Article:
The African art scene descends once again on London from 4-7 October at Somerset House, taking place at the same time as Frieze Art Week, endowing art collectors, aficionados and professionals with a unique taste of the growing art and cultural scene on the continent.
This year sees an expanded programme of participants, with 43 galleries from across Europe, Africa, the Middle East and North America taking part, and more than 130 artists and 11 solo shows. “We are welcoming 11 new galleries this year. Among others this includes ADN Galleria, Spain; Gallery Nathalie Obadia, Paris; Yossi Milo New York; Mov’Art, Angola; and Loft Gallery, Casablanca, in our London edition,” says founder and fair director Touria El Glaoui, who started the fair in London before adding satellite editions in New York and Marrakech. “This is a unique dynamic and energy because new artists are shown, new connections are made, and conversations broadened.”
Now a leading voice for African modern and contemporary art worldwide, participants hail from 21 countries across Europe, Africa, the Middle East and North America, including Angola, Belgium, Côte d’Ivoire, Denmark, Egypt, Ethiopia, France, Germany, Ghana, Italy, Kenya, Morocco, Nigeria, Senegal, South Africa, Spain, Switzerland, Tunisia, the United Kingdom, the UAE and the US.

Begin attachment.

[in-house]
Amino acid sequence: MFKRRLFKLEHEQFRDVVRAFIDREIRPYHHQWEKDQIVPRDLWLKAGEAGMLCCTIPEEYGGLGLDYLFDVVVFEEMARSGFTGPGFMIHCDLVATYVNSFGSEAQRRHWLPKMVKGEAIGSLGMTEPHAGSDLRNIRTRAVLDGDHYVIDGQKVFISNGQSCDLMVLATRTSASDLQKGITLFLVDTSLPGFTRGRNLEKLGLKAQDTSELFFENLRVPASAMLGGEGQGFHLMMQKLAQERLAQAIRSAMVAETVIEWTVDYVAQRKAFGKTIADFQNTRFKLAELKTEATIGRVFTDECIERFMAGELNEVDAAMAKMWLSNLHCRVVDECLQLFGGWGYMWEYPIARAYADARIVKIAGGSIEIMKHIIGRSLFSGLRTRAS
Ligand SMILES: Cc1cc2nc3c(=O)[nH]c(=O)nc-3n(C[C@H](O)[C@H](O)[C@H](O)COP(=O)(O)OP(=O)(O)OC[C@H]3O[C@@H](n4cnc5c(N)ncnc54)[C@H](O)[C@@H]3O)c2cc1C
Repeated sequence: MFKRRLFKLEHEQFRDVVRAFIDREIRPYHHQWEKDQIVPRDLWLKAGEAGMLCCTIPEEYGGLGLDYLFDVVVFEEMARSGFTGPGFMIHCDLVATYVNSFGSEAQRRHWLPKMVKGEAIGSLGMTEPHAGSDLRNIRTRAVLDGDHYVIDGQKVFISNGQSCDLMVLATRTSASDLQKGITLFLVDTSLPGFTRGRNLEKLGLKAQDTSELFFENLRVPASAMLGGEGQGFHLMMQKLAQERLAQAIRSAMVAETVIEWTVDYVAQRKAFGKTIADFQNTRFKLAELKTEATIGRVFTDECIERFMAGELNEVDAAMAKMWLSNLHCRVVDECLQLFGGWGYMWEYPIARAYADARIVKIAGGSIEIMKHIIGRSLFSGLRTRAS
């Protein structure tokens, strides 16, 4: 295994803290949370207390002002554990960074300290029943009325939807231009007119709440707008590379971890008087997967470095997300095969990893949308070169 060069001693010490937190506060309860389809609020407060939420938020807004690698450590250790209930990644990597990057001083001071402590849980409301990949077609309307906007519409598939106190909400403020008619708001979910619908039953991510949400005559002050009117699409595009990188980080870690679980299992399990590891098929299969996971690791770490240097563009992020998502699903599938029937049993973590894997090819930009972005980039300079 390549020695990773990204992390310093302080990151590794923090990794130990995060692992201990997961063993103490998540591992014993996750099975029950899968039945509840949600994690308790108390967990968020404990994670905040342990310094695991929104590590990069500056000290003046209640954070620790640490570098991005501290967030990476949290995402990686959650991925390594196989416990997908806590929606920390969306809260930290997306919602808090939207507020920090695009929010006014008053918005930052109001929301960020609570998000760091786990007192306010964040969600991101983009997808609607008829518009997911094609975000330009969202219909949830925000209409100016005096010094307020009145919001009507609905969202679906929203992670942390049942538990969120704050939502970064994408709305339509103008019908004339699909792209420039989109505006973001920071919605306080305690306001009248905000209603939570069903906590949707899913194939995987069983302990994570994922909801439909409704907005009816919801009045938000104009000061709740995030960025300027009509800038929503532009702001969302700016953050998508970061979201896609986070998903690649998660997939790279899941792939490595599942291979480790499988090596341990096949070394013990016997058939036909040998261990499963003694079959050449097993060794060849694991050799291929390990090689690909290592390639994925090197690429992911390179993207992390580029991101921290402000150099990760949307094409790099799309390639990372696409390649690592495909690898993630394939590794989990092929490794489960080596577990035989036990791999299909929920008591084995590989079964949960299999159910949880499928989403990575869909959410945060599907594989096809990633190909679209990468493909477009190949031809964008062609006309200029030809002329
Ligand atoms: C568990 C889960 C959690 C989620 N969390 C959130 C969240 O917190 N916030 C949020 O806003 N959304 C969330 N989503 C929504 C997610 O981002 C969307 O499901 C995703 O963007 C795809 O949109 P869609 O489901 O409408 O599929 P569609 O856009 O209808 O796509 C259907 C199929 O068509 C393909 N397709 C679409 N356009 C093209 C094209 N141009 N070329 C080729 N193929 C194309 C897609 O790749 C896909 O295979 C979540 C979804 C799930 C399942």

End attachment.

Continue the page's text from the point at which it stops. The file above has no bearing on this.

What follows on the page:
Omar Ba. Fusion, animal-homme. 2017. Oil, pencil, india ink, gouache and acrylic on cardboard. 200x105cm. Courtesy of Art Bartschi & Cie;
“I am really looking forward to Burning in Water as they are presenting a solo exhibition of work by Esther Mahlangu,” adds El Glaoui. “Esther Mahlangu is a South African artist whose work is based on long-standing traditional Ndebele wall painting and beadwork. I am also anticipating James Cohan Gallery who will not only be participating for the first time, but will also be presenting Yinka Shonibare, who has not been at the fair before in our London edition.”